On the Town Road
The slight figure of a child sobs down the townroad the black hulk of a water buffalo plodding alongside Mother says if she doesn’t sell Henry they’ll starve. Orchid doesn’t care about the other part. The part about getting rich like everytime Mother sells another piece of land there’s money again notlong Orchid is stealing rice again from the neighbors. It’s wrong to doubt Mother. The first time she was glad there were pretty new clothes food sweets. Mother was ecstatic about the Money and played Hi-Lo to make more. Orchid was nine then. Now she is eleven she knowsthestory: It is the curse of bad luck that came upon them when Father died.
“Anyway, Henry, there’s no more land for you to plough.” Orchid trying to sound sensible. “There’s no reason to be so sad.” Henry flicks his ears and smiles. “And Mother says we’ll be rich.” Orchid realizes afresh that we will not include Henry.
“I can’t do this!” whispering stopping in the road “I can’t. Why don’t you run away? Go!” Henry smiles Where are we going today? Will there be sweet grass? Will there be cool mud? He reaches his massive head to nudge Orchid with a nose bigger than her hand she steps back “Why do you trust me, dumb-as-a-buffalo?” shouting now “Go!” and tries to push him away pushing hard on his flank but his huge bulk absorbs her anger and she falls against him sobbing trying to wrap him in her arms.
“Not to a butcher!” she whispers. “No. Never to a butcher.” Of course not, dear, Mother said Only get a good price.
“Mother is wrong” it is wrong to say so but Orchid can say anything to Henry. She told him about standing under the stairs to peek up the monks robes when they come to chant at funerals and weddings about her friend’s taunts about stealing rice she has cried hunger and humiliation into his infinite black flank and it all dissolves in his inexhaustible contentment. It all finds its place among grazing lounging in the river plowing. Mother is thin and sharp it’s not her fault.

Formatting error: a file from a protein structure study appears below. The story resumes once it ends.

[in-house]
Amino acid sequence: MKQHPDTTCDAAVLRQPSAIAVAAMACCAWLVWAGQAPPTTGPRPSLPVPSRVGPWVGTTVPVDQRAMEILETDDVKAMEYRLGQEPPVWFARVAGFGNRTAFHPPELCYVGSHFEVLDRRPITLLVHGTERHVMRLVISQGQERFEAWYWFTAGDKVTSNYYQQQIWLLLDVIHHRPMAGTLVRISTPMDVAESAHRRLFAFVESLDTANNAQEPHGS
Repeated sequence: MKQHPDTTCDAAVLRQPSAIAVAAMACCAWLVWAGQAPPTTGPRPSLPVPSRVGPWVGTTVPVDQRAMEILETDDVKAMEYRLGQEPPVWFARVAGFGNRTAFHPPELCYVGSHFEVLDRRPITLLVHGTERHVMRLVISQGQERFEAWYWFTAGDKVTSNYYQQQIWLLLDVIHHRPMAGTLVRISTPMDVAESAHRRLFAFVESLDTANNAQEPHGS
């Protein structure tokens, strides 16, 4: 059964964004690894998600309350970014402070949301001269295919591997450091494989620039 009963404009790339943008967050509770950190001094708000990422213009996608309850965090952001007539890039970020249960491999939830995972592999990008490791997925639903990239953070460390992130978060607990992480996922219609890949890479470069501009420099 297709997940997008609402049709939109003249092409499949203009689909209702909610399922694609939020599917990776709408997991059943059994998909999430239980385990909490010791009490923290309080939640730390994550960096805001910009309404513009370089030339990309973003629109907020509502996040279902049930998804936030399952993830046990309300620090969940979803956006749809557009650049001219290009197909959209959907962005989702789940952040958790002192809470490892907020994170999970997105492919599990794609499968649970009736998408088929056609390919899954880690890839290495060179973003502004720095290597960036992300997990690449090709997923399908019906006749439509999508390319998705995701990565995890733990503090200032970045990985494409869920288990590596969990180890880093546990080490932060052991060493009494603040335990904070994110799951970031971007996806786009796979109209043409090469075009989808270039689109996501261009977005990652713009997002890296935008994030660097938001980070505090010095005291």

When everything is impossible Orchid tells Henry “I have to go to school” “I have to help Mother” and she can even if it means stealing even if it means being called a little thief.
“I have to help Mother.” Out loud, standing straight.
“Good girl.” A massive ancient treetrunk twisted with vines branches hanging over the road a man-figure thinner than thin tall pale black tattered sarong tied up in the old style Orchid screams hides behind Henry peeking under his neck as long as she touches him she feels safe.
“But can you sell your only friend?” the voice is gentle and sad the eyes seem to smile in the same way as Henry’s.
“But to whom would you sell Henry? Not to a butcher! But listen!” the sound of a tractor “No one wants buffalo anymore. Soon they’ll all go to the butcher, like Henry. Your mother is wise to sell now. In a few years he won’t be worth two baht.”
Orchid makes no move Henry idly snuffles the stranger.
“Here,” holding out a yellow slip of paper “I will purchase Henry for this. He will be happy with me.”
“Cheat!” Orchid shouts coming back to herself “That’s a lottery ticket poverty ticket” that’s what Father used to say Mother brings fistfuls saying, “We’ll be rich” Orchid steals rice from the neighbors.
“No!” the stranger says with shuddering force “It is a winning ticket! Besides, what do you think your mother will do with the money?”
“She’ll kill me.”
Orchid knows not to look into the eyes of a spirit, but the eyes are everywhere and everywhere empty her hand reaches for the ticket then she remembers. “Henry!”
But Henry slips his tether and shakes his head in a gesture of freedom Orchid has never seen. Henry and the man-figure vanishing into the shadows of the forest Orchid in the townroad yellow ticket and empty tether in hand.
“You what?” Mother screams. Like a leafless old tree with a monkey screeching in the branches.
Holding out the yellow slip “I got a lottery ticket. For Henry.”
“You? Don’t make me laugh. Orchid doesn’t knowthestory,” snatching the ticket, “128576. Stupid. I dreamed of a lion that means 497. The last three’ll be 497. Orchid didn’t even bow to the Buddha first did you. Did you?”
Orchid stands dumb Mother crumples the ticket and tosses it to the floor “Where’s the money? You didn’t spend it all on one lottery ticket!”
She said for Henry didn’t she or did she only think it she cannot think inside this misery pointing blindly at the crumpled ticket Mother’s face changes sarcasm for horror as the truth dawns Orchid flies for the door and down the stairs as Mother reaches for the stick.
Middleofthenight aching with reality light leaking through floorboards Orchid peeking through the cracks Mother sits rocking smoothing and crumpling the ticket. In the morning when the lottery is announced over the radio Mother will tear up the ticket and sleep. She whispers to Henry’s tether how stupid she was a thin pale figure haunts her sleeping.
In the truemorning Orchid awakens to Mother’s shouting in her face shaking her she’s sure to get a beating now but Mother is shouting “We won! We won! My pretty little girl we won!”
“Here” she said pointing.
Mother knelt hands in the prayerful gesture Orchid imitating for the first time feeling awe at what happened.